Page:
Prosthodontics, also known as dental prosthetics or prosthetic dentistry, is the area of dentistry that focuses on dental prostheses. It is one of 12 dental specialties recognized by the American Dental Association (ADA), Royal College of Surgeons of England, Royal College of Surgeons of Edinburgh, Royal College of Surgeons of Ireland, Royal College of Surgeons of Glasgow, Royal College of Dentists of Canada, and Royal Australasian College of Dental Surgeons. The ADA defines it as "the dental specialty pertaining to the diagnosis, treatment planning, rehabilitation and maintenance of the oral function, comfort, appearance and health of patients with clinical conditions associated with missing or deficient teeth or oral and maxillofacial tissues using biocompatible substitutes."
Dental prostheory was pioneered by French surgeon Pierre Fauchard during the late 17th and early 18th century. Despite the limitations of the primitive surgical instruments, Fauchard discovered many methods to replace lost teeth using substitutes made from carved blocks of ivory or bone. He also introduced dental braces to correct the position of teeth using gold wires and silk threads.
According to the American College of Prosthodontists, a prosthodontist is a dentist who:
The American College of Prosthodontists (ACP) ensures standards are maintained in the field. Becoming a prosthodontist requires an additional three years of postgraduate specialty training after obtaining a dental degree. Recently, the ADA's Commission on Dental Accreditation (CODA) passed the updated educational standards for all prosthodontics programs in the United States that now mandates surgical placement of dental implants at an in-depth competency level (on par with other surgical dental specialties) Training consists of rigorous clinical and didactic preparation in the basic sciences, head and neck anatomy, biomedical sciences, biomaterial sciences, implant surgery, function of occlusion (bite), TMJ, and treatment planning and experience treating full-mouth reconstruction cases, and esthetics. Due to this extensive training, prosthodontists are required to treat complex cases, full-mouth rehabilitation, TMJ-related disorders, congenital disorders, and sleep apnea by planning and fabricating various prostheses. There are only 3,200 prosthodontists in comparison to 170,000 general dentists in the United States. Prosthodontists have been consistently ranked at 6th or 7th positions by Forbes among America's most competitive and highest salaried jobs.
Board certification is awarded through the American Board of Prosthodontics (ABP) and requires successful completion of the Part I written examination and Part 2, 3 and 4 oral examinations. The written and one oral examination may be taken during the 3rd year of speciality training and the remaining two oral examinations taken following completion of speciality training. Board eligibility starts when an application is approved by the ABP and lasts for six years. Diplomates of the ABP are ethically required to have a practice limited to prosthodontics. Fellows of the American College of Prosthodontists (FACP) are required to have a dental degree, have completed three years of prosthodontic speciality training, and be board certified by the ABP.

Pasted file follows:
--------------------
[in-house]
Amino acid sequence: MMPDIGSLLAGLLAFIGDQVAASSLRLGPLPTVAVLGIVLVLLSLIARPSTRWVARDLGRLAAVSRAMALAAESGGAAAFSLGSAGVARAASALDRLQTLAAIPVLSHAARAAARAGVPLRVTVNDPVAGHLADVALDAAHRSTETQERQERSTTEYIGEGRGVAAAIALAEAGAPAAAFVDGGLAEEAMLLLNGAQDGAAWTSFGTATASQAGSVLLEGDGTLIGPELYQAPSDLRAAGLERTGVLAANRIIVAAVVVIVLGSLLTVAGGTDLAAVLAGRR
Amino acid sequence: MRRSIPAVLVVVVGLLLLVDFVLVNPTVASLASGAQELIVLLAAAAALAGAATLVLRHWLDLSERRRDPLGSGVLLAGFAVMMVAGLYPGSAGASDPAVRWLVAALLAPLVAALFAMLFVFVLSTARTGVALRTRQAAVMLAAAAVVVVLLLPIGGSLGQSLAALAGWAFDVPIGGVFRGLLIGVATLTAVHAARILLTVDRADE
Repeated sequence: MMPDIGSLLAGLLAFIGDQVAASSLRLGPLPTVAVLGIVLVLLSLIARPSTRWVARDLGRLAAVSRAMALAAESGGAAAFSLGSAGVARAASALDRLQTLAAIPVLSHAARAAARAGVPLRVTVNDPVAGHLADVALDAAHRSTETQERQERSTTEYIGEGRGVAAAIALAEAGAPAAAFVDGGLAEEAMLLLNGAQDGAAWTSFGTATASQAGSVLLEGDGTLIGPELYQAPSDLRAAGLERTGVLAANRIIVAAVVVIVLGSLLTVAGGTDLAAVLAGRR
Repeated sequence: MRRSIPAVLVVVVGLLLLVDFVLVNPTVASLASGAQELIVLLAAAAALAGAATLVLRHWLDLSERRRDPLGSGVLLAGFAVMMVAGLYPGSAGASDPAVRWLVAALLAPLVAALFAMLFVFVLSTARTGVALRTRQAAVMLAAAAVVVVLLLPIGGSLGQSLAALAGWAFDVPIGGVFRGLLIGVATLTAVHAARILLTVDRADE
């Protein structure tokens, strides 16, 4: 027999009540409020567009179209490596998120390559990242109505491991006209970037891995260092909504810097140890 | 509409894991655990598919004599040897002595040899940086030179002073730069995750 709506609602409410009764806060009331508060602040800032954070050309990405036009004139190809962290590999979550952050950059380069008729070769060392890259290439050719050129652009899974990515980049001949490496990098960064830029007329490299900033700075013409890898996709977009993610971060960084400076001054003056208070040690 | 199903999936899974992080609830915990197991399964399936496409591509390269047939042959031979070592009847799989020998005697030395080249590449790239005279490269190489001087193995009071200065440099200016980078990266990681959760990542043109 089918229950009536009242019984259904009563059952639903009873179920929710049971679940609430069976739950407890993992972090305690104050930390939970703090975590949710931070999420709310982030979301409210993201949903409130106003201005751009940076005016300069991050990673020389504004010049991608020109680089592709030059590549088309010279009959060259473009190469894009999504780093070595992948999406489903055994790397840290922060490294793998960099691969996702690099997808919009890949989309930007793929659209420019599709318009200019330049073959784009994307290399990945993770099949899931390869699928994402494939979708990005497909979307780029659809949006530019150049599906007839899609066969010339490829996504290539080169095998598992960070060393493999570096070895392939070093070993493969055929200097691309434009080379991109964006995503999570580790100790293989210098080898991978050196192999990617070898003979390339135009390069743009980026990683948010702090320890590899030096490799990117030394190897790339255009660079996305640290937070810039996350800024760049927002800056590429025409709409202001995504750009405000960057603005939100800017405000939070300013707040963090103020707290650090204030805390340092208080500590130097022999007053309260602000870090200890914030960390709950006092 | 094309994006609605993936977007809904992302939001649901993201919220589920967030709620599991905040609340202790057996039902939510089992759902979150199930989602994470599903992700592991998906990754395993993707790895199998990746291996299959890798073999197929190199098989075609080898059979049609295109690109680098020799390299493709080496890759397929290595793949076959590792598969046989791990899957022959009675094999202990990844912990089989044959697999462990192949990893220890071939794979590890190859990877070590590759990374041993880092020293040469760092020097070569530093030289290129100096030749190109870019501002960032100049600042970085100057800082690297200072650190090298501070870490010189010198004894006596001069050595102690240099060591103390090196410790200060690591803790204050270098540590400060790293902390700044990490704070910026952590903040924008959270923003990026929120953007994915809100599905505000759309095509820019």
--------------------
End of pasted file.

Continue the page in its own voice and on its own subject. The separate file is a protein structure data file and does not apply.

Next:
According to the ADA, specialties are recognized in those areas where advanced knowledge and skills are essential to maintain or restore oral health (Principles of Ethics and Code of Professional Conduct). Not all areas in dentistry will satisfy the requirements for specialty recognition. Acknowledged by the profession, the contributions of such and their endeavors are encouraged.
The American Dental Association does not recognize cosmetic dentistry as a speciality. Prosthodontics is the only dental speciality under which the concentration of cosmetic/esthetic dentistry falls. General dentists may perform some simple cosmetic procedures. Consequently, there are questions regarding whether it is ethical for general dentists to treat "smile makeovers" or complex cosmetic and full-mouth reconstruction cases, as they are not qualified to address the complex needs of the patient. Likewise, there is no specialty recognized by the ADA for dental implants.
Maxillofacial prosthetics (Oral and Maxillofacial Prosthodontics) is a sub-specialty (or super-specialty) of prosthodontics. All maxillofacial prosthodontists first specialize in prosthodontics and then super-specialize with a one year fellowship exclusively in maxillofacial prosthetics. A fellowship provides intensive clinical, hospital and laboratory training. Maxillofacial prosthodontists treat patients who have acquired and congenital defects of the head and neck and maxillofacial region due to cancer, surgery, trauma, or birth defects. Maxillary obturators, speech-aid prosthesis (formerly called as pharyngeal/soft palate obturators) and mandibular-resection prostheses are the most common intra-oral prostheses planned and fabricated by Maxillofacial prosthodontists. Facial prostheses include artificial eyes, nose, ears and other facial prostheses fabricated by the clinician or in conjunction with an anaplastologist.
Treatment is multidisciplinary, involving oral and maxillofacial surgeons, plastic surgeons, head and neck surgeons, ENT doctors, medical oncologists, radiation oncologists, hospital dentists, speech pathologies (speech therapists), clinical psychologist, occupational therapists, physiotherapists, and other healthcare professionals. The American Academy of Maxillofacial Prosthetics is the academy of this discipline: https://www.maxillofacialprosthetics.org.
|Wikimedia Commons has media related to Prosthodontics.|